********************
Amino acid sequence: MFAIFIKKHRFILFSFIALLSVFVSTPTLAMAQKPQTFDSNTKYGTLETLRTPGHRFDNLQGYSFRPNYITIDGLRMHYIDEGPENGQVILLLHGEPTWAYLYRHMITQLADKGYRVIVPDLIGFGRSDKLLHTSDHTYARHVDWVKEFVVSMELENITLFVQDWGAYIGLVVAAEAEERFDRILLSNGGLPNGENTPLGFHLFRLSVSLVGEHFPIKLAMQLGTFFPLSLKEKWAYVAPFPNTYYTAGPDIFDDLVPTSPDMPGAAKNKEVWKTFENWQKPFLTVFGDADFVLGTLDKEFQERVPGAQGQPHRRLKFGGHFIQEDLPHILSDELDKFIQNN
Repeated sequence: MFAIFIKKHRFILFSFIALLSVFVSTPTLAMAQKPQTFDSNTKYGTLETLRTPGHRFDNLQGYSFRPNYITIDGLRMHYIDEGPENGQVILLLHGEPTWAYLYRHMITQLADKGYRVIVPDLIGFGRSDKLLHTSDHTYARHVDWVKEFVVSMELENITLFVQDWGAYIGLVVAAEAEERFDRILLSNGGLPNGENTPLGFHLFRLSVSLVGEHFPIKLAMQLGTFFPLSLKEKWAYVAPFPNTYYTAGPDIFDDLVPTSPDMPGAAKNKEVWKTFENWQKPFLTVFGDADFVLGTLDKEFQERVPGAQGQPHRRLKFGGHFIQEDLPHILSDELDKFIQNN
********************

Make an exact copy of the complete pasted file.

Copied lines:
Amino acid sequence: MFAIFIKKHRFILFSFIALLSVFVSTPTLAMAQKPQTFDSNTKYGTLETLRTPGHRFDNLQGYSFRPNYITIDGLRMHYIDEGPENGQVILLLHGEPTWAYLYRHMITQLADKGYRVIVPDLIGFGRSDKLLHTSDHTYARHVDWVKEFVVSMELENITLFVQDWGAYIGLVVAAEAEERFDRILLSNGGLPNGENTPLGFHLFRLSVSLVGEHFPIKLAMQLGTFFPLSLKEKWAYVAPFPNTYYTAGPDIFDDLVPTSPDMPGAAKNKEVWKTFENWQKPFLTVFGDADFVLGTLDKEFQERVPGAQGQPHRRLKFGGHFIQEDLPHILSDELDKFIQNN
Repeated sequence: MFAIFIKKHRFILFSFIALLSVFVSTPTLAMAQKPQTFDSNTKYGTLETLRTPGHRFDNLQGYSFRPNYITIDGLRMHYIDEGPENGQVILLLHGEPTWAYLYRHMITQLADKGYRVIVPDLIGFGRSDKLLHTSDHTYARHVDWVKEFVVSMELENITLFVQDWGAYIGLVVAAEAEERFDRILLSNGGLPNGENTPLGFHLFRLSVSLVGEHFPIKLAMQLGTFFPLSLKEKWAYVAPFPNTYYTAGPDIFDDLVPTSPDMPGAAKNKEVWKTFENWQKPFLTVFGDADFVLGTLDKEFQERVPGAQGQPHRRLKFGGHFIQEDLPHILSDELDKFIQNN